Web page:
How Many Carbs Do You Need Per Day?
Great! You’re thinking about cutting carbs, but need the answer to the question, “How many carbs do you need per day?”
Dozens of studies have shown that following a low-carb diet is an effective way to lose weight. Low-carb diets have also been shown to improve other health markers like blood sugar, blood pressure, and cholesterol.
But how low can you — or should you — go?
In this post, we’ll talk about what carbs are, why you need them, and how many you can cut from your diet. Read on!
What are Carbohydrates?
Found in fruits, vegetables, grains, and dairy products, carbohydrates are your body’s main source of energy. They’re called carbohydrates because they contain carbon, hydrogen, and oxygen.
When you eat carbohydrates, your body breaks them down into their simplest form, glucose. The glucose then goes to your muscles and tissues to use for energy, and some gets stored in your liver (like a reserve tank). The excess is stored as fat.
Carbs are one of the three macronutrients (protein and fat are the others) which your body needs in large amounts to work properly. They provide fuel for your muscles and nervous system.
In order to do anything — think, breathe, digest food, exercise — you need carbs.
“Good Carbs” and “Bad Carbs”
There are two kinds of carbohydrates: Simple (the “bad” kind of carb) and complex (the “good” kind). The difference between them lies in their chemical structure and, consequently, how quickly the sugar is absorbed by your body.
Simple carbs, which contain just one or two sugars (monosaccharides and disaccharides), are easier for your body to break down, so they go directly into your bloodstream. This creates a quick burst of energy — and causes your blood sugar to spike.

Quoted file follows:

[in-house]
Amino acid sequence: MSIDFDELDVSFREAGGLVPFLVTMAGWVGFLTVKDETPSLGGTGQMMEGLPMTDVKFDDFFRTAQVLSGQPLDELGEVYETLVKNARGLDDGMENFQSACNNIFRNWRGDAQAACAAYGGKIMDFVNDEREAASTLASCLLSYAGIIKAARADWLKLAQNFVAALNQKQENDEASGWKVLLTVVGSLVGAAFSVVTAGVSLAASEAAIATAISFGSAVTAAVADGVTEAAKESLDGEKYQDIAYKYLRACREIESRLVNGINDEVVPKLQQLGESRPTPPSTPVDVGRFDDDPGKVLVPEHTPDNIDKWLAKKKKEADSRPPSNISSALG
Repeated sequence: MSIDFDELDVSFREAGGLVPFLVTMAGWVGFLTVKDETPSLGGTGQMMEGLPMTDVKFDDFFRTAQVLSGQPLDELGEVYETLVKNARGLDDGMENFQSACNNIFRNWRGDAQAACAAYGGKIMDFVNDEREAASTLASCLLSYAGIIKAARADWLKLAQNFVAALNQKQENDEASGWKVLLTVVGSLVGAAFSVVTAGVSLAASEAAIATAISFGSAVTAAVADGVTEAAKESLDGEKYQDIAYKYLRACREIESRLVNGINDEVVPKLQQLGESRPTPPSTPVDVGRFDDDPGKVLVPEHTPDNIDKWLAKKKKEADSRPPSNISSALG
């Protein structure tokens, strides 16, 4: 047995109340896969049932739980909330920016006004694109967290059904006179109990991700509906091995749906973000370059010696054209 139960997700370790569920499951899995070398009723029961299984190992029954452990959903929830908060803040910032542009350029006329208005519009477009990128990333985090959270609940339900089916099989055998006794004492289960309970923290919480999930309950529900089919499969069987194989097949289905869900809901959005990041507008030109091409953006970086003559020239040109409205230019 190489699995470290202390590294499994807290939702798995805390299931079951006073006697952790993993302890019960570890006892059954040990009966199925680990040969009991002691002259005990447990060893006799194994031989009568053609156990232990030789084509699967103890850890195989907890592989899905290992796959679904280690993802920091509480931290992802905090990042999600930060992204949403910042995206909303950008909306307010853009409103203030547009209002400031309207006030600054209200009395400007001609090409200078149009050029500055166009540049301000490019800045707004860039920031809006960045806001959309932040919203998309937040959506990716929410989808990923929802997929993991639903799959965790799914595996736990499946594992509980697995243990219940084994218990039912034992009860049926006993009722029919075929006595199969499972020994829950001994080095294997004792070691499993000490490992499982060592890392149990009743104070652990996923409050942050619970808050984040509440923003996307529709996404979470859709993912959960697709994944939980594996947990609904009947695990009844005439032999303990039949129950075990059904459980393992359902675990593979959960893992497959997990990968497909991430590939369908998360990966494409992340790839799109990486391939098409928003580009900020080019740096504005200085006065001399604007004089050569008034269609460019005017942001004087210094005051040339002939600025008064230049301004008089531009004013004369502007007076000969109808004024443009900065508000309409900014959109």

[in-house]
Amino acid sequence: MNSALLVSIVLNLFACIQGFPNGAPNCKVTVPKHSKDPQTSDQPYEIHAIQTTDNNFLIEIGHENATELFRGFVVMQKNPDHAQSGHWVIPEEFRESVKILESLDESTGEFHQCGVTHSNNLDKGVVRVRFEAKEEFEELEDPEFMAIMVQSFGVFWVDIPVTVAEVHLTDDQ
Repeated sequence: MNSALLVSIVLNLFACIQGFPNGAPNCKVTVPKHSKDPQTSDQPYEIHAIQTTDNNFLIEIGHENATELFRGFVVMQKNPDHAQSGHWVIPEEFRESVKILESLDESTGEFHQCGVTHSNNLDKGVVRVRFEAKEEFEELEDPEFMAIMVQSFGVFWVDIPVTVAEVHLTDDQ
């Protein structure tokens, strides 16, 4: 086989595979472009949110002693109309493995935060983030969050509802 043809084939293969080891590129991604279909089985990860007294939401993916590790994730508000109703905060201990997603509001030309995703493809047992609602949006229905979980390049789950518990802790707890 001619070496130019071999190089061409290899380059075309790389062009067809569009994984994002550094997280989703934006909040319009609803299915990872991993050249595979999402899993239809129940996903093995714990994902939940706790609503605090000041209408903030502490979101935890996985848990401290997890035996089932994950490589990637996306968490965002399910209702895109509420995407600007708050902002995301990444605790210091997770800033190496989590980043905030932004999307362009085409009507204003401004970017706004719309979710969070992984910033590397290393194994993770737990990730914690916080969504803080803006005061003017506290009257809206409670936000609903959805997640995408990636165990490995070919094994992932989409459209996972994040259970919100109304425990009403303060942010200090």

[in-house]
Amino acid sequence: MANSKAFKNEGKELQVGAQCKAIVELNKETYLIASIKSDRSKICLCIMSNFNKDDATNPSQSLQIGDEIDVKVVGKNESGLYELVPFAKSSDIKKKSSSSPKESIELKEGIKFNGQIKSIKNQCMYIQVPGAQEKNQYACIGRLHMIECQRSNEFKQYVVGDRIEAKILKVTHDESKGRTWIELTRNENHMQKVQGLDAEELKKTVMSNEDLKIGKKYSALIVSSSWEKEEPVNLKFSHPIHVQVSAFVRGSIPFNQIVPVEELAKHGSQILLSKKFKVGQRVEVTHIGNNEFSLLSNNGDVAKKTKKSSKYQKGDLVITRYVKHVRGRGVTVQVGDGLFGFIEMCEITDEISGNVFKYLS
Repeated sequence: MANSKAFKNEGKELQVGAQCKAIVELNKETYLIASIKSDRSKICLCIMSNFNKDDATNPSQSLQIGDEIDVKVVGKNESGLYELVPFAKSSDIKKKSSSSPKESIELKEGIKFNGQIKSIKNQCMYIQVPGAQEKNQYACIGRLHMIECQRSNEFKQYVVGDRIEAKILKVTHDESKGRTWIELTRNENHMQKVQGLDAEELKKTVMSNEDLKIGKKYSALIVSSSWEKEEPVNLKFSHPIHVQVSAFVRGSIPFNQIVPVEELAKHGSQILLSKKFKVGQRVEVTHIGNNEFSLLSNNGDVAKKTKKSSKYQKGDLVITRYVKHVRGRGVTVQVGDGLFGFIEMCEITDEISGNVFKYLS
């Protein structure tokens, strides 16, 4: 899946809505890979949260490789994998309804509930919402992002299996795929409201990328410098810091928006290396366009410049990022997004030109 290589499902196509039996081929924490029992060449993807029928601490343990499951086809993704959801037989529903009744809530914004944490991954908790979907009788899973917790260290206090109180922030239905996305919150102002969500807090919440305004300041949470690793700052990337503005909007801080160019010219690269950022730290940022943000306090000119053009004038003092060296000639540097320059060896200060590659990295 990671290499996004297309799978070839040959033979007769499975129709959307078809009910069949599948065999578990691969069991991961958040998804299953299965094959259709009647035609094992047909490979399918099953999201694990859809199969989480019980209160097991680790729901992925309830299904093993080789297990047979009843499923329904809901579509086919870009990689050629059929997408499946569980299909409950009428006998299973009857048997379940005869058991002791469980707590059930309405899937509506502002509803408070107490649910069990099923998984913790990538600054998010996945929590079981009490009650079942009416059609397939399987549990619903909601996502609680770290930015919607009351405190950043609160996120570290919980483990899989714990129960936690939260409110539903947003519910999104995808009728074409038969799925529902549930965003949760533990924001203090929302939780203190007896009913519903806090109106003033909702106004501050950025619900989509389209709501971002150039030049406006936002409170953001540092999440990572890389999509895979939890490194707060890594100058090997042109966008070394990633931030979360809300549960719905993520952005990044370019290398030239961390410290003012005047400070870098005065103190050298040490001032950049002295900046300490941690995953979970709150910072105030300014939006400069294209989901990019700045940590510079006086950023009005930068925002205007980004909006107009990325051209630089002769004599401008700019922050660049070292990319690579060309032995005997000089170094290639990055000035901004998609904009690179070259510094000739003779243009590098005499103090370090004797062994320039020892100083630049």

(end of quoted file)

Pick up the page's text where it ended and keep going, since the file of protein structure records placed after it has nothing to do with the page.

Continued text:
Simple carbs are what you find in things like snack foods, white bread, rice, pasta, cake, candy, and soda; they are devoid of nutritional value. They’re also easy to overeat since they don’t help you feel full!
Complex carbohydrates (polysaccharides) are found in fruits, starchy vegetables, and whole grains. These carbs contain three or more sugars and take longer for your body to digest, so they provide more sustained energy.
So don’t worry about cutting out all carbs — just the bad ones!
How Many Carbohydrates Should You Eat a Day?
According to the Dietary Guidelines for Americans, carbs should make up 45 to 65 percent of your daily caloric intake. That means if you’re eating a 2,000-calorie-per-day diet, you would shoot for 225-325 grams of carbohydrates each day.
These are just guidelines, of course, as everyone has different nutritional needs. People with type 1 diabetes, for example, are advised to eat fewer than 200 grams of carbs per day.
If your goal is losing weight, you should aim for 50-150 grams per day.
For reference, a slice of pizza contains more than 30 grams of carbohydrates, but little in terms of vitamins and minerals. An orange contains about 11 grams, but also delivers healthy fiber, vitamin C, thiamin, folate and antioxidants.
Carbohydrates and the Keto Diet
When your body runs out of glucose, it starts burning fat. As the fat is broken down, your body produces ketones, which becomes your primary source of energy. This metabolic state is called ketosis.
In ketosis, your body runs almost entirely on fat, which can result in rapid weight loss — hence the popular “keto” diet. You can cause ketosis through dramatically cutting your carb intake (or fasting).
For most people (although, again, everyone is different) to get into ketosis, they should eat no more than 35 grams of carbs per day. Some keto dieters try to eat less than 20 grams per day. The fewer carbohydrates you eat, the faster you’ll reach ketosis.
If you enjoy carbs too much to limit them to less than 35 grams per day (or if you are diabetic), the keto diet may not be right for you. Fortunately, simply decreasing your intake of carbs to less than 150 grams per day can create similar results.
Whether you’re eating a low-carb diet to lose weight, lower your cholesterol, or simply feel your best, make sure the ones you do eat pack a nutritional punch!